In 1999 a Shipwreck searcher recovered wood fragments buried beneath the sands in the same area one of the wrecks was supposed to have been in the 19th century. Analysis of this wood showed they came from trees common to the United States and Europe but nothing else could be determined from them.

Tourists visiting the area these days can travel along the Mahogany Ship walking track and visit various sites the wreck is believed to have once laid.

What do you believe is the truth to the various claims around the Portugese discovery of Australia and the Mahogany Ship that might one day prove it?

Edit: I don't understand the anger and accusations of Bias directed at this post in the comments, clearly this was a discussion of whether the Dutch claim of European discovery of Australia was accurate. I mentioned more then once the Aboriginals having been there already and having likely met or seen these Europeans so obviously they were there first. I find myself saying this more and more on this subreddit lately so perhaps the Mods should step in and decide the issue but if you have nothing constructive to say here then don't say something negative.

Pathway to convict contractor William Richards - Contractor for the First Fleet. See Dan Byrnes´s production, The Blackheath Connection. On Richards´ various ambitions see The Blackheath Connection. Otherwise on Richards, see the file, thebc34.htm. (Pathways through the Labyrinth of Convictism)

A notable shipowner that Richards dealt with was Sir William Leighton (c.1750-1826), a London coal merchant recently re-researched by Gary Sturgess. Leighton was from a County Durham family, and had married one Mary. William had a brother George who married Elizabeth Swan and a sister Ann who married a butcher, James Wood. Sir William moved to London about 1779 after his father had died in 1774 and became a coal merchant shipping coal from Newcastle mostly using Whitby-built ships. He had a counting house at 18 Mark Lane, then was at the Coal Exchange. He first lived at Charlton, Kent, near Greenwich, and then at Kemnall House near Chiselhurst, a convenient eleven-mile commute into London. As a convict contractor he sent five ships in all to NSW, including several in the First Fleet. He perhaps had links with Martin Lindsay, also probably a minor convict contractor. After 1783, Leighton also send several ships as military transports to Quebec with Navy Board contracts. Leighton was Lord Mayor of London in 1806-1807, and continued as an alderman for Billingsgate till 1821. In 1796 he was on a committee of shipowners interested in the intended London Docks and Canal from Blackwall. In 1798 he was part of a committeee to supervise the appearance of a new register of shipping. As someone who took various government contracts, Leighton seems to have been a busy-but-modest man who got things done, his modesty meaning he made no publicity splashes in London life. As Lord Mayor he still remains little-known.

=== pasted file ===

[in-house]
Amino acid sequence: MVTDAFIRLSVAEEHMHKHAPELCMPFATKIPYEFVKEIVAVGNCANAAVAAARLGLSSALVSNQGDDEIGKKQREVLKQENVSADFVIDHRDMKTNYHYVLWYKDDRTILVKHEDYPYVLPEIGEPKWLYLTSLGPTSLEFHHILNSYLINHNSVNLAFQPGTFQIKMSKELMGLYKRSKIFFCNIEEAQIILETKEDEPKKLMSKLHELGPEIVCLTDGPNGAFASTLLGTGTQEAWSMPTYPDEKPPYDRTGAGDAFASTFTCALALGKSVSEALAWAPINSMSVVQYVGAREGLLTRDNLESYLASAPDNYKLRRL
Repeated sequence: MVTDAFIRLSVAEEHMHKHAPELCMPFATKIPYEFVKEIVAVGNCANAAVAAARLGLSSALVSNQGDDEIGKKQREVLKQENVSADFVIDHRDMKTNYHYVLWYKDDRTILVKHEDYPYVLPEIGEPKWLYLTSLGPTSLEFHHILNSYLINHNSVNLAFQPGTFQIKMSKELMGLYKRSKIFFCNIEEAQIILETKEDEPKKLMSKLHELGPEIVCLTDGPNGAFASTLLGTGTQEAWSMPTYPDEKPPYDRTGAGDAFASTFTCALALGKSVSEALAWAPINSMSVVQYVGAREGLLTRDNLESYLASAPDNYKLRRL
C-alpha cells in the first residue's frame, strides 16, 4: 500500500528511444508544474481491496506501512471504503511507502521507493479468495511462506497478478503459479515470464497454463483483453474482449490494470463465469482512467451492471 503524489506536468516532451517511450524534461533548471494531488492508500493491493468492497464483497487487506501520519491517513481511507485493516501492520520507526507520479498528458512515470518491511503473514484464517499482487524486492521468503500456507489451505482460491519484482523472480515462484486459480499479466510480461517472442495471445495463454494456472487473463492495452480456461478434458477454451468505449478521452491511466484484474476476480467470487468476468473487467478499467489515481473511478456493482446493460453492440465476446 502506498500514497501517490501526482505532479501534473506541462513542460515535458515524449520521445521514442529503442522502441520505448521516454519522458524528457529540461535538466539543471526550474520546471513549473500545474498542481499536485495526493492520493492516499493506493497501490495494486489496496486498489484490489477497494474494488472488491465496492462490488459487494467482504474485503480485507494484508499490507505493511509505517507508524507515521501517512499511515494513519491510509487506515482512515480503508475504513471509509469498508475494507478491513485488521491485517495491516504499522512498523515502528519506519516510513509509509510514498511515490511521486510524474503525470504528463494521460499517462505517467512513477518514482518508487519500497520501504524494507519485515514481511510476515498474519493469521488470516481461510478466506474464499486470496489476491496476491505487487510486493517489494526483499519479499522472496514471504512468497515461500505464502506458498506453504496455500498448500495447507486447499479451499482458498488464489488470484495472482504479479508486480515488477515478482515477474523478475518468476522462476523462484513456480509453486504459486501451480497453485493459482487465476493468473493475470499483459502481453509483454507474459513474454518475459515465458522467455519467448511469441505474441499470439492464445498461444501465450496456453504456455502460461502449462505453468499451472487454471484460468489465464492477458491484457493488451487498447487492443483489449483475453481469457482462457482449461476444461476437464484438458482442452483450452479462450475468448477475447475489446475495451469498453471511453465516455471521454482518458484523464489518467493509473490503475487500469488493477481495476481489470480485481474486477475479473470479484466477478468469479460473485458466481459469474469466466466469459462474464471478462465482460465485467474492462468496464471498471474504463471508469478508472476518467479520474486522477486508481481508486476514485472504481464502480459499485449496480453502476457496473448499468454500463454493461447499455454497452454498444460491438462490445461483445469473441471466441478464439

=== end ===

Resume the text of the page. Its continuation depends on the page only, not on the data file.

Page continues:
The ship Scarborough of the First Fleet was possibly part-owned by Hoppers and George Moorson. The latter was possibly actually one George Moorsom (sic) who has a known genealogy at Whitby, north of England.)

The ship Charlotte of the First Fleet was owned by William Matthews and Co., suggests Gary Sturgess. She was built in 1784 for [William] ]Matthews and Co. This William Matthews (died 1792) of London had a wife Charlotte Marlar (1759-1802, daughter of John Marlar died 1791 and Ann, John being son of Thomas a London calico printer. Thomas Marlar had a sister Susanna who married a gentleman, John Chandler) who probably gave the ship her name. See a wikipedia page on Matthew Boulton. Matthew Boulton of Watt and Boulton steam engine banked with Matthews, of 6 Green Lettice Lane, Cannon Street in the City of London. Matthews was a partner with Joseph Barton till their situation was dissolved 30 September 1779. Member of Society for Improvement of Naval Architecture. Matthews was London agent for Matthew Boulton by 1770 and his wife Charlotte continued as an agent for Boulton till 1801. The ship Charlotte then seems named then for Matthews' wife? Charlotte was built 1784 for William Matthews and Co. In 1789 Charlotte was owned by Thomas Bond and William Bond of Bond Court and Jonathan Fryer of Wapping. See also a Wikipedia page on Charlotte Captain Thomas Gilbert which after her run to Australia was sold to Bond and Co. of Walbrook for the Jamaica run, then sold to a Quebec merchant and lost off Newfoundland. Gilbert named Daniels Island, Pedder Island and Arrowsmith Island plus Fordyce´s Passage before Charlotte went to Macao. There was a William Bond at 4 Bonds Court Walbrook in 1792. Until 1789 one Benjamin Bond owned Bakers Coffee House in Exchange Alley, which he sold in 1789. (Per updates from Prof. Gary Sturgess who by 2017 has lodged this sort of information on webpages of Dictionary of Sydney. - Ed)